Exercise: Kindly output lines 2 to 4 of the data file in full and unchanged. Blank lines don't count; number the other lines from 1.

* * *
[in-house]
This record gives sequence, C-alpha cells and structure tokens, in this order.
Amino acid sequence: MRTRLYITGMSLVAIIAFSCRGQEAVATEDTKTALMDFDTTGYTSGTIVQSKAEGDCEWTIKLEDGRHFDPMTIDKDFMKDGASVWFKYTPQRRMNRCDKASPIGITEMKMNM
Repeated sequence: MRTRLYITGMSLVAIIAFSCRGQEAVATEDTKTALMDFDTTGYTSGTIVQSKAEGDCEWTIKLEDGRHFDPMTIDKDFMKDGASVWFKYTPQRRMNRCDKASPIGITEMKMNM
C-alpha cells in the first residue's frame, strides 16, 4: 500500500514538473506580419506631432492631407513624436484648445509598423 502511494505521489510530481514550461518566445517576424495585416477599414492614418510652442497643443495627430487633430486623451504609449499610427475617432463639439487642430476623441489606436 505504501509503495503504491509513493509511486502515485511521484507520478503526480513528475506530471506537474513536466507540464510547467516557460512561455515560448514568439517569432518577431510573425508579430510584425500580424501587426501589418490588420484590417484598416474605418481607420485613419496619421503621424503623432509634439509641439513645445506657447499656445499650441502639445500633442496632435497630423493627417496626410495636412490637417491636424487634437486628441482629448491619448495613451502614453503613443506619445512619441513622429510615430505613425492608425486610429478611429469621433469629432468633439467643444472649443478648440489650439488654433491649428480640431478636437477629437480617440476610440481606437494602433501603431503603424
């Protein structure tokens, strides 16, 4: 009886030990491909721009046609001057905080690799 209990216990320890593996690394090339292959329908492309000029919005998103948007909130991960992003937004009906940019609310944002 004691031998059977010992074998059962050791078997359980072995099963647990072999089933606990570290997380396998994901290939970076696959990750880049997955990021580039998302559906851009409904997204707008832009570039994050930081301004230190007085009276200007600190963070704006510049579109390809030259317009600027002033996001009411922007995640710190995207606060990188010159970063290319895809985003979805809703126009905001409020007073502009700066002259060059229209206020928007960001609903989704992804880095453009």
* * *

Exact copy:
This record gives sequence, C-alpha cells and structure tokens, in this order.
Amino acid sequence: MRTRLYITGMSLVAIIAFSCRGQEAVATEDTKTALMDFDTTGYTSGTIVQSKAEGDCEWTIKLEDGRHFDPMTIDKDFMKDGASVWFKYTPQRRMNRCDKASPIGITEMKMNM
Repeated sequence: MRTRLYITGMSLVAIIAFSCRGQEAVATEDTKTALMDFDTTGYTSGTIVQSKAEGDCEWTIKLEDGRHFDPMTIDKDFMKDGASVWFKYTPQRRMNRCDKASPIGITEMKMNM